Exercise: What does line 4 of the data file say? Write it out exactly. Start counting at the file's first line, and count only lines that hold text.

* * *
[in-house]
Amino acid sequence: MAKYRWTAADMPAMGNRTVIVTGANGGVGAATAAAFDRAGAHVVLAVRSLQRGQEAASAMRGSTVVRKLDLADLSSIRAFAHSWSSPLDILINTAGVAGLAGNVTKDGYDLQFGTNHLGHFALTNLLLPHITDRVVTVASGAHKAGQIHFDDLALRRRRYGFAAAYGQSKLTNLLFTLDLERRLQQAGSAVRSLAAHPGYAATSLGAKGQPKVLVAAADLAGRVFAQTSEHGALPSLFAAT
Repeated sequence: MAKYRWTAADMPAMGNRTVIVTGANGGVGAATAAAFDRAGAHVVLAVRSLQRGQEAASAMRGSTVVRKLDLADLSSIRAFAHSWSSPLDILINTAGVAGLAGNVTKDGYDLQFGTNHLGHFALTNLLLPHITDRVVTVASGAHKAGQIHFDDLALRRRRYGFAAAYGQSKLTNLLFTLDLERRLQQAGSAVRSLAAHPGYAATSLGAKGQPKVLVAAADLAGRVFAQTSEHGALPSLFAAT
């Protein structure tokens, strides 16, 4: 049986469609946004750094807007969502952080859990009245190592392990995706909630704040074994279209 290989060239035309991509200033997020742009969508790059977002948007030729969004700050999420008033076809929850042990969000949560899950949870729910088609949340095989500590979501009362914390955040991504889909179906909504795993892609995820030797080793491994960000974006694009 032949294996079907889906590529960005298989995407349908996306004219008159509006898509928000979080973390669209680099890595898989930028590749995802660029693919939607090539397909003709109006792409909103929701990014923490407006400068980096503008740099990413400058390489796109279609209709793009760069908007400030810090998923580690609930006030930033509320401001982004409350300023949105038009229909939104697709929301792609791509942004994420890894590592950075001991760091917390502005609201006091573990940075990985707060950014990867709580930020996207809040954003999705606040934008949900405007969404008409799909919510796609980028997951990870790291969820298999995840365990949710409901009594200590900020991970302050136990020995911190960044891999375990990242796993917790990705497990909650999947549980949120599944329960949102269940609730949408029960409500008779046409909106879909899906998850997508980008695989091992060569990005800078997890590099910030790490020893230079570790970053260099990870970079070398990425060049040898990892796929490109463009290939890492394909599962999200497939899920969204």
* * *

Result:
């Protein structure tokens, strides 16, 4: 049986469609946004750094807007969502952080859990009245190592392990995706909630704040074994279209 290989060239035309991509200033997020742009969508790059977002948007030729969004700050999420008033076809929850042990969000949560899950949870729910088609949340095989500590979501009362914390955040991504889909179906909504795993892609995820030797080793491994960000974006694009 032949294996079907889906590529960005298989995407349908996306004219008159509006898509928000979080973390669209680099890595898989930028590749995802660029693919939607090539397909003709109006792409909103929701990014923490407006400068980096503008740099990413400058390489796109279609209709793009760069908007400030810090998923580690609930006030930033509320401001982004409350300023949105038009229909939104697709929301792609791509942004994420890894590592950075001991760091917390502005609201006091573990940075990985707060950014990867709580930020996207809040954003999705606040934008949900405007969404008409799909919510796609980028997951990870790291969820298999995840365990949710409901009594200590900020991970302050136990020995911190960044891999375990990242796993917790990705497990909650999947549980949120599944329960949102269940609730949408029960409500008779046409909106879909899906998850997508980008695989091992060569990005800078997890590099910030790490020893230079570790970053260099990870970079070398990425060049040898990892796929490109463009290939890492394909599962999200497939899920969204």